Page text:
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Contemporary Romance

Too Close to Call by Tessa Bailey

Posted in Chick Lit/ Contemporary Romance/ New Adult/ Reviews/ Sports 18th June 2017
Too Close to Call by Tessa BaileyToo Close to Call by Tessa Bailey
Series: Romancing the Clarksons #3.5
Published by Evil Eye Concepts, Incorporated on June 13th 2017
Pages: 136
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four-stars

All-American wide receiver Kyler Tate’s life is about to change. A fairytale college career skyrocketed him to the NFL draft. Adoration and opportunity are thrown in his direction wherever he goes, thanks to being chosen in the first round by the Los Angeles Rage.

None of the accolades mean anything, though, without his high school sweetheart, Bree Sutton, by his side. Four years ago, she walked away from Kyler, choosing a quiet life over the flash and notoriety his career would someday bring.

Now he’s back in their Indiana hometown, refusing to leave for Los Angeles without her. Demanding she give their life together a shot. Her heart never stopped bleeding for the love of her life, but Bree’s decision was final. Too bad their wild attraction has only been amplified by their separation, and Kyler won’t quit until Bree is wearing his ring.

Kyler burst onto the scene in Brooks’s book and immediately I knew there was a story there that I wanted to read. ‘Too Close to Call’ is one that got me, not just because of the devotion of this soon-to-be football star, but his single-mindedness about wanting to get the love of his life back once and for all, despite Bree having ended it all 4 years ago.

With the tons of manwhores in college sports peppering the books these days in search of commitment-free hookups, Kyler stands out like some shining gem in the mud because he could never let Bree go. I did sort of wish that he’d tried to get on with it given the way she’d so callously broke things off with the intention of never seeing him again, just as I wished Bree had more gumption and chutzpah to fight for their relationship the way he did. That she’d stayed on the fence the whole time up until the end made me wonder about if she thought Kyler less important than her supposed duty to the family coupled with the flimsy excuse that she was only holding him back.

My only complaint really is how Tessa Bailey manages to make every hero of hers into an alpha, dirty-talking male though…to the point where they become indistinguishable in the way they burn up the sheets. Somehow the couple in question lose their distinct identities when they finally have sex (it inevitably ends up with a woman panting and begging and a man talking her ear off) only to regain these after the heights of orgasm are reached. Kyler/Bree in this case, could be Elliott/Peggy or even Ginger/Derek or anyone else and I wouldn’t have been able to tell the difference, which is a far cry from the earnest, determined college student I first encountered in ‘Too Hard to Forget’.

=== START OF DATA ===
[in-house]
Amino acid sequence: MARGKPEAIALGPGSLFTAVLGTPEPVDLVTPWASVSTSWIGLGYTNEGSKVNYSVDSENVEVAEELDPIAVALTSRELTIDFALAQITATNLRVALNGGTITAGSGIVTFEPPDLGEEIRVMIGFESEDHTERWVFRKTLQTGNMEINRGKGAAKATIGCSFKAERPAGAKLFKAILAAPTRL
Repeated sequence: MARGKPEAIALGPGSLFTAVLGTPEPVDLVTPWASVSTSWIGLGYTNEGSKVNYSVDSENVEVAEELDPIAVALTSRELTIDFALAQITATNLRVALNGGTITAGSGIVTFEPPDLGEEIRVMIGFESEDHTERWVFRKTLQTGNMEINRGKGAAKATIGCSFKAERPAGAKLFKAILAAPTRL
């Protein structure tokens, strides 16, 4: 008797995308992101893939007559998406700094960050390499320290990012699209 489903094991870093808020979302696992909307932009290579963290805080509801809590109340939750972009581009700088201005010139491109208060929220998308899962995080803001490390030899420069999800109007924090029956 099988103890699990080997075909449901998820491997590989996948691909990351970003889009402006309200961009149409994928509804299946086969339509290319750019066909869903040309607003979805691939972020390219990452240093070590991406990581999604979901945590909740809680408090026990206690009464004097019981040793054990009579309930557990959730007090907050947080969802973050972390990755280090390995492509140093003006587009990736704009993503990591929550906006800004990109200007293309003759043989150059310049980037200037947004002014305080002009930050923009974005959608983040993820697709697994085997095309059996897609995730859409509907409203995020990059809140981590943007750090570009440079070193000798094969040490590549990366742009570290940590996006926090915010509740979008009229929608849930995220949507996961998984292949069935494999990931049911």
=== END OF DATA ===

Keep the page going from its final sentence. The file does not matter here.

Yet ‘Too Close to Call’ is short, rather satisfying read nonetheless, perhaps only because I thought Kyler deserved what he searched for all these years. At least it has the straightforward sort of clarity that I couldn’t quite get from this series from the very start, and that’s good enough for me.

four-stars

Some Kind of Hero by Suzanne Brockmann

Posted in Advanced Reader Copy/ Contemporary Romance/ Military/Paramilitary/ Netgalley/ Reviews/ Romantic Suspense 17th June 2017
Some Kind of Hero by Suzanne BrockmannSome Kind of Hero by Suzanne Brockmann
Series: Troubleshooters #17
Published by Ballantine Books on July 11th 2017
Pages: 368
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two-stars

Navy men don’t come tougher than Lieutenant Peter Greene. Every day he whips hotshot SEAL wannabes into elite fighters. So why can’t he handle one fifteen-year-old girl? His ex’s death left him a single dad overnight, and very unprepared. Though he can’t relate to an angsty teen, he can at least keep Maddie safe—until the day she disappears. Though Pete’s lacking in fatherly intuition, his instinct for detecting danger is razor sharp. Maddie’s in trouble. Now he needs the Troubleshooters team at his back, along with an unconventional ally.